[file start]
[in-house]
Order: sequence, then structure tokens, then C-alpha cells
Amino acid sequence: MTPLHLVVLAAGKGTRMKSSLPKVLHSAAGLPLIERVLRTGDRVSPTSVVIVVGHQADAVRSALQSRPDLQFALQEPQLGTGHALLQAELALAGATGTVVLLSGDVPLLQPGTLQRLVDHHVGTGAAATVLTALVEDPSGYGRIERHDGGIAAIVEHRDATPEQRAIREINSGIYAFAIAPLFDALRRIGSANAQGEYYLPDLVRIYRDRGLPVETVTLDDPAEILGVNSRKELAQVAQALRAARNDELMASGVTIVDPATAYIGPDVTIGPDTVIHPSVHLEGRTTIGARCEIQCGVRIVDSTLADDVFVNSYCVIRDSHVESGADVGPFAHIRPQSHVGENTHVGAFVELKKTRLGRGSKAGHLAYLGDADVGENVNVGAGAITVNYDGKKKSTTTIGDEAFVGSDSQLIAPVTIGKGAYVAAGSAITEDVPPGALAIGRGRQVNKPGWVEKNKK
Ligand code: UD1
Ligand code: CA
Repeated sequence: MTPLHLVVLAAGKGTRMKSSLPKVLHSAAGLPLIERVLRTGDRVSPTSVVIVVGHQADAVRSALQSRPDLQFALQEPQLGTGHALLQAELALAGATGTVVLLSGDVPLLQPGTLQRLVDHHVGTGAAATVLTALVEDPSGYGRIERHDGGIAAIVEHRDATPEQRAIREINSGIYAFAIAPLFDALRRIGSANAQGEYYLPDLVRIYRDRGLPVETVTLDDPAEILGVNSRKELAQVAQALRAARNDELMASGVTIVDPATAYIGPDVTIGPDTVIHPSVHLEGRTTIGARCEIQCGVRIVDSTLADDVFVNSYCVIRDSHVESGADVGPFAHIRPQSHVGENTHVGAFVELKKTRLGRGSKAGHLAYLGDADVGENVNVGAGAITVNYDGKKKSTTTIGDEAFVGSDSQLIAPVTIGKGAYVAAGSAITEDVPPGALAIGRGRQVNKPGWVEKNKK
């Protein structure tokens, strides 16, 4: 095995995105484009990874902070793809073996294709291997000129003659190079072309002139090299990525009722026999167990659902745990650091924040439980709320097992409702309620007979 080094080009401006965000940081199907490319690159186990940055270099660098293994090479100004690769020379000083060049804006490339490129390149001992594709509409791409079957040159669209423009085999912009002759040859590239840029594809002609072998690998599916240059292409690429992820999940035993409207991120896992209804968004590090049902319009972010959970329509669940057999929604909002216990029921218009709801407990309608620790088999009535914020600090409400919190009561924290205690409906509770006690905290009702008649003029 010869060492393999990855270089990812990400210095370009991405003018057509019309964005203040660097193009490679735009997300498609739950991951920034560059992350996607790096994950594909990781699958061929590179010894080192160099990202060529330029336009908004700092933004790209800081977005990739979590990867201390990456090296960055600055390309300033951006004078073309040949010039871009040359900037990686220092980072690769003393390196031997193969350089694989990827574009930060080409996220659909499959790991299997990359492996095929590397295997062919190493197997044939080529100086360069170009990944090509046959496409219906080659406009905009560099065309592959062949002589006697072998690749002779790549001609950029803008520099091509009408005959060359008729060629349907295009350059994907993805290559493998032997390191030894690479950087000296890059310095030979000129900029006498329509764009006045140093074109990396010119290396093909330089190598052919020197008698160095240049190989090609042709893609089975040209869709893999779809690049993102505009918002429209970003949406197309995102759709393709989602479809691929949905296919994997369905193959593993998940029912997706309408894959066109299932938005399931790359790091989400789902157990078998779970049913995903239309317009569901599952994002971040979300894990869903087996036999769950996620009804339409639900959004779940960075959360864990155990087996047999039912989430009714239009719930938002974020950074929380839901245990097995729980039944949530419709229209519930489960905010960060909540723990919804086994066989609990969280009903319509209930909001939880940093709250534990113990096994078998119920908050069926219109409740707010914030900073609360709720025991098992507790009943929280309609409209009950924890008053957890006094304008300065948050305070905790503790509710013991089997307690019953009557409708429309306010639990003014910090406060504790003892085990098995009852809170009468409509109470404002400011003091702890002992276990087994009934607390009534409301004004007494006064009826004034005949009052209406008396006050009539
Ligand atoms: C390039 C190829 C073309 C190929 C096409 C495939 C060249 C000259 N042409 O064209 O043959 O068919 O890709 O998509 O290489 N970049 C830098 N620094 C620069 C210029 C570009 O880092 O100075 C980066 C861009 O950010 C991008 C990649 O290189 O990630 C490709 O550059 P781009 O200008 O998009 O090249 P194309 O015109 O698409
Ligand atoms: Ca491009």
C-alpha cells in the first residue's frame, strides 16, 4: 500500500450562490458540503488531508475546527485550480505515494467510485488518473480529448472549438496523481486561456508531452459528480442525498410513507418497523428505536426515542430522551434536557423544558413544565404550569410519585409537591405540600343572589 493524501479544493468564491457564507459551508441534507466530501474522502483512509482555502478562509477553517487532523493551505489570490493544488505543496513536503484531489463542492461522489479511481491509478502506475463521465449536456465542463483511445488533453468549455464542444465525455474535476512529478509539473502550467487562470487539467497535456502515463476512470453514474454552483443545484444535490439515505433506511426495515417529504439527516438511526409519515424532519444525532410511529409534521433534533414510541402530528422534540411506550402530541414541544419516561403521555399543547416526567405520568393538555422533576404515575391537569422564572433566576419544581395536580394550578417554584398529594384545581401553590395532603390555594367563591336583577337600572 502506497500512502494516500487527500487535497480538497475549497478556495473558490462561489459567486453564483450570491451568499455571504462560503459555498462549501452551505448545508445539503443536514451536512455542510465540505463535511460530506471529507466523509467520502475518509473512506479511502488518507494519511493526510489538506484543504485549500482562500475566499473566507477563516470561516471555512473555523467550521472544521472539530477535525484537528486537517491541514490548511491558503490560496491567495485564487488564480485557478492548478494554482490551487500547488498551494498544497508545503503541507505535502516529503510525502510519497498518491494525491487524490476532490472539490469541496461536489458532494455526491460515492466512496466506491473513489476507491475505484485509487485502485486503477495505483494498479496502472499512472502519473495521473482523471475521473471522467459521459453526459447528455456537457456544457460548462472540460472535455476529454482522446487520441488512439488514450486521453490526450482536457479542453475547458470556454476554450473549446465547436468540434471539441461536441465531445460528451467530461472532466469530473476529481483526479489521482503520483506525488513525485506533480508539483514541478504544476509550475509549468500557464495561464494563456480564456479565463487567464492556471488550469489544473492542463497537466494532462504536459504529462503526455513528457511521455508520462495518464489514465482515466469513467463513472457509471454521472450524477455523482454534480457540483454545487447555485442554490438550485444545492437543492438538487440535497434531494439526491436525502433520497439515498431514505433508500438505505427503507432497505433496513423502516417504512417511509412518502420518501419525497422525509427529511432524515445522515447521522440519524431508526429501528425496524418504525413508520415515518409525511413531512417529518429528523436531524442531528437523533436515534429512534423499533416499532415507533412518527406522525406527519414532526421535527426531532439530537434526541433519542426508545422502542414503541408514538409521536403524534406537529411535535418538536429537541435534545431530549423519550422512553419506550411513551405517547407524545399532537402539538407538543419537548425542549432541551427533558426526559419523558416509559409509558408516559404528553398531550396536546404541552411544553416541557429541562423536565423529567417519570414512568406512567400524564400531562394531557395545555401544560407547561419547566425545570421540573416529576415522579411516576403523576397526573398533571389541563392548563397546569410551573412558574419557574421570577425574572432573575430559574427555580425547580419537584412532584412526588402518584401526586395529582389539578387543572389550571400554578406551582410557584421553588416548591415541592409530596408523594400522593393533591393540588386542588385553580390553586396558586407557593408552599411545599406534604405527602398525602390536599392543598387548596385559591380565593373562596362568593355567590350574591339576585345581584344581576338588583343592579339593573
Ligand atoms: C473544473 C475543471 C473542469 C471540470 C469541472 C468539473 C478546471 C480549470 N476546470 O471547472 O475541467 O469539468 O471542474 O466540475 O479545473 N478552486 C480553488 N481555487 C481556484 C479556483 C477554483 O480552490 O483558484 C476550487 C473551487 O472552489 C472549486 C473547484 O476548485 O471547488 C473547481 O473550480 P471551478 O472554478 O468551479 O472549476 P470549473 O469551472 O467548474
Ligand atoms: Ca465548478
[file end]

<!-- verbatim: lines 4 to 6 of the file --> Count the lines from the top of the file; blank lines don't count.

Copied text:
Ligand code: UD1
Ligand code: CA
Repeated sequence: MTPLHLVVLAAGKGTRMKSSLPKVLHSAAGLPLIERVLRTGDRVSPTSVVIVVGHQADAVRSALQSRPDLQFALQEPQLGTGHALLQAELALAGATGTVVLLSGDVPLLQPGTLQRLVDHHVGTGAAATVLTALVEDPSGYGRIERHDGGIAAIVEHRDATPEQRAIREINSGIYAFAIAPLFDALRRIGSANAQGEYYLPDLVRIYRDRGLPVETVTLDDPAEILGVNSRKELAQVAQALRAARNDELMASGVTIVDPATAYIGPDVTIGPDTVIHPSVHLEGRTTIGARCEIQCGVRIVDSTLADDVFVNSYCVIRDSHVESGADVGPFAHIRPQSHVGENTHVGAFVELKKTRLGRGSKAGHLAYLGDADVGENVNVGAGAITVNYDGKKKSTTTIGDEAFVGSDSQLIAPVTIGKGAYVAAGSAITEDVPPGALAIGRGRQVNKPGWVEKNKK